Sometimes, people who start out as our visitors become something more: volunteers, collaborators, contractors, the list goes on and on. In 1999, Ken and Ruth Cooper visited us at the Homestead Museum for the first time. Shortly thereafter, they pitched the idea of Ken instructing an introductory watercolor workshop followed by an exhibit of paintings he’d create inspired by the museum. They brought a wonderful portfolio to show us filled with examples of Ken’s work in the U. S. and England. Ruth, a retired teacher and theatre manager, and Ken’s publicist extraordinaire, was a delight to work with. She clearly understood how non-profits worked and had great admiration for them. To this day, we proudly display Ken’s work in our office buildings.
Since that first meeting, they have visited the museum close to a dozen times to see what we’ve been up to (they often seek refuge from trying Michigan winters in sunny California). A topic of conversation that always comes up is where they’ve been since we last saw them. These days, their travels take them all over the U. S., and historic sites are always on the list of places to explore. Their perspective, as seasoned museum-goers, may not be that of your “average museum visitor,” but many people who visit our sites fall into this category. They are passionate, they have expectations, they seek things out, and they are advocates for places like ours. Recently, I asked them a few questions about their observations and preferences when visiting historic sites. Their answers focused on two things: people and objects.
What makes or breaks your visit to a historic site?
The guides and staff, absolutely!
What are the most exciting changes you’ve seen in history museums over the years?
More attention to detail and better visitor facilities. Ken adds that he prefers the eclectic approach where all that was there over the years remains there. He also doesn’t like that objects are removed and replaced with written commentary. He says he can learn more from the objects than something more to read and that he does his reading about the place before or after he goes there.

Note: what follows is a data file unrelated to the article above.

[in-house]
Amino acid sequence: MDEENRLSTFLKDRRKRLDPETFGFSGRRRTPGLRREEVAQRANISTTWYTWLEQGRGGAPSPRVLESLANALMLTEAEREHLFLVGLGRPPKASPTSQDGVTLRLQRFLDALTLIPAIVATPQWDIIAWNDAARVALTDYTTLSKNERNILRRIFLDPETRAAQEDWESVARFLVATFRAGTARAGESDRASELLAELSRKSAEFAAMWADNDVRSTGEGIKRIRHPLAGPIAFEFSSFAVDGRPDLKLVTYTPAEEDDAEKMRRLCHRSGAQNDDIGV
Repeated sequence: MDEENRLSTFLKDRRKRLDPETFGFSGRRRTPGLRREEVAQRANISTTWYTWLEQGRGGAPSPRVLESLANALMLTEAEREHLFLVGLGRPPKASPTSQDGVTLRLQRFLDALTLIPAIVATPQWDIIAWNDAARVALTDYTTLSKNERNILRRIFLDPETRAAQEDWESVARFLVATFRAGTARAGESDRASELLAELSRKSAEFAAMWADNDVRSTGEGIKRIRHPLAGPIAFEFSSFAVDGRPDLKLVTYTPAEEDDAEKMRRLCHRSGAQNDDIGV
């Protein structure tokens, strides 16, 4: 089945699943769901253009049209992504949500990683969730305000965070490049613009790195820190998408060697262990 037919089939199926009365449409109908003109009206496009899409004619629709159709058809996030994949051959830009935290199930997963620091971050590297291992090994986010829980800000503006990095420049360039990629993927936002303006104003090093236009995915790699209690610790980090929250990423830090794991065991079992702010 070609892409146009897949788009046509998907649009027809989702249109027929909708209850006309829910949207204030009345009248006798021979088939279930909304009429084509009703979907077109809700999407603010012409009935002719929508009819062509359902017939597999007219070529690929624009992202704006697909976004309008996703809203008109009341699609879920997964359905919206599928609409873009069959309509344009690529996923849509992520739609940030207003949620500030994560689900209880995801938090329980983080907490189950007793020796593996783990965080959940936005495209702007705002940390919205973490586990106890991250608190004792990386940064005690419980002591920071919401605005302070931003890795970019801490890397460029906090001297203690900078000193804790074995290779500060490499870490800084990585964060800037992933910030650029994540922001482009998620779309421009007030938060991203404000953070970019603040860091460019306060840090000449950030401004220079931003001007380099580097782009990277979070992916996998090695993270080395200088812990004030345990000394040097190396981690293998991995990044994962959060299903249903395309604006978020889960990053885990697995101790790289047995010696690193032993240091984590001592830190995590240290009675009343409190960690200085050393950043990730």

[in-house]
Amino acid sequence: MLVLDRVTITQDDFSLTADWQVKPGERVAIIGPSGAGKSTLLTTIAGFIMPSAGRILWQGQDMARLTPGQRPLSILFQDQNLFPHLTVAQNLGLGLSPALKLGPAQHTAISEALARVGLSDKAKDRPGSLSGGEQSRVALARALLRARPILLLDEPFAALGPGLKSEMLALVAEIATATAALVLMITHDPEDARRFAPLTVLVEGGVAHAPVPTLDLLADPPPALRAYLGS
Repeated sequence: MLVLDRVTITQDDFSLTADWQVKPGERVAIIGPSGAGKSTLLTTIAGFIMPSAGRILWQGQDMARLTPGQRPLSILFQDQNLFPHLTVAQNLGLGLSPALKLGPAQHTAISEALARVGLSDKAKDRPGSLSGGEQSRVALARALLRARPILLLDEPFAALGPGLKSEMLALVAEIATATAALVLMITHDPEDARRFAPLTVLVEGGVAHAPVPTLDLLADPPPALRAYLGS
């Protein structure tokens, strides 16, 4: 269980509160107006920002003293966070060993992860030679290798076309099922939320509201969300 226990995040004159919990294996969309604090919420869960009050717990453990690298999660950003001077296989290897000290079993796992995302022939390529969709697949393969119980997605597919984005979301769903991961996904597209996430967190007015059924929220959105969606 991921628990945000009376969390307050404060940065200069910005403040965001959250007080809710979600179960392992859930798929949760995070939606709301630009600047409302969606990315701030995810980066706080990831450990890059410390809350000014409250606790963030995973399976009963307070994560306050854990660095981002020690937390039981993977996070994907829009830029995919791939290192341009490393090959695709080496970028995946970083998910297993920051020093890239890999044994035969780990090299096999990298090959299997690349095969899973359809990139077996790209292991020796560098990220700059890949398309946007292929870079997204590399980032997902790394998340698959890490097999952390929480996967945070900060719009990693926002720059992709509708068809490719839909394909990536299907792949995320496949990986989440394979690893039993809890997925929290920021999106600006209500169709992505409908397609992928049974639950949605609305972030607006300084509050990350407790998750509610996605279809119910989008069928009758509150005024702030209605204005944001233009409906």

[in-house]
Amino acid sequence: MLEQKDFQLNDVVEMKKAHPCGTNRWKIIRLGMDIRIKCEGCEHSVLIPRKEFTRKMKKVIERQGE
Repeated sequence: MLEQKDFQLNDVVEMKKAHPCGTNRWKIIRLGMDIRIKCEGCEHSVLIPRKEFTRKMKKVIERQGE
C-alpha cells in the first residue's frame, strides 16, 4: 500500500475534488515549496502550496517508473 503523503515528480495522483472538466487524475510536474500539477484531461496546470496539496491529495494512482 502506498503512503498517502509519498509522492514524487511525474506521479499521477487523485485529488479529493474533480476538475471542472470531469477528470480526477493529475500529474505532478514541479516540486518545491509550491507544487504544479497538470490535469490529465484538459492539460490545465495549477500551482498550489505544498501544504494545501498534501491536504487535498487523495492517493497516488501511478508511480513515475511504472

What’s your biggest pet peeve when it comes to visiting a museum?
Guides who stick to their “canned” program/information, are inflexible, and aren’t excited about the place and being a guide there.
Do you prefer self-guided or guided experiences when visiting historic sites? Please explain.
We greatly prefer self-guided tours (because of the aforementioned inflexible guides). And our favorite tours are at the British National Trust’s historic sites where we guide ourselves through the house, but there are docents in the rooms ready to answer any question we might have—or look it up in the book they have if they don’t know the answer. (Their books, loose-leaf binders which have been laboriously, we’re sure, put together by staff are really detailed with all the information available on the house and its contents and owners.)
Their comments about how interpreters can make or break an experience echo many others I’ve heard and read about. Last year I wrote a blog post inspired by a friend’s comment on Facebook when he said: “Hanging out at Grant Wood’s studio where he painted most of his major works. For the record, volunteer docents really rock when they show passion and demonstrate real knowledge.” This summer, another friend shared how staff at the National Museum of the Mighty Eighth Air Force facilitated an experience that her family would never forget. She thanked staff by name: Mr. Allen, Mr. Jim, and Mr. Roland. People made these experiences great: people who didn’t stick to the norm; people who were flexible; people who were excited to share! There was no canned presentation in either of these cases, but even if a presentation does need to be somewhat “canned,” I think good interpreters can make it look and sound like it was made just for the group they are engaging with at that moment.
As for objects—wow—what a conversation there is to be had here! Some people, like Ken, want to see it all. Others are overwhelmed by seeing the whole kit and caboodle and prefer to have some guidance about how to interact with and experience an exhibit. Personally, I think that’s up to an institution to decide. At the Homestead, for example, we’ve recently revamped public tours of our historic houses to feature specific objects that we use to direct the narrative of our story. An 1854 Colt pistol is on permanent display for the first time, not because it’s eye-catching and belonged to a family member connected to our site, but because it is also representative of turmoil in Los Angeles as it struggled to become a major America city on the Western frontier. It’s symbolic of technology’s impact on society, and the object is relevant to issues and concerns that residents of Los Angeles face today. Objects are powerful players in our stories. We, as institutions, need to be clear about the roles we want them to play in the stories we share with visitors, and we need to be able to answer questions about them as best we can. Sometimes that will mean having something like the Trust’s book to consult, or saying “I don’t know, but let’s find out.”
Thanks for sharing your observations, Ken and Ruth. You’re not alone in your thinking, and you’ve given us more to ponder as a field. See you in December!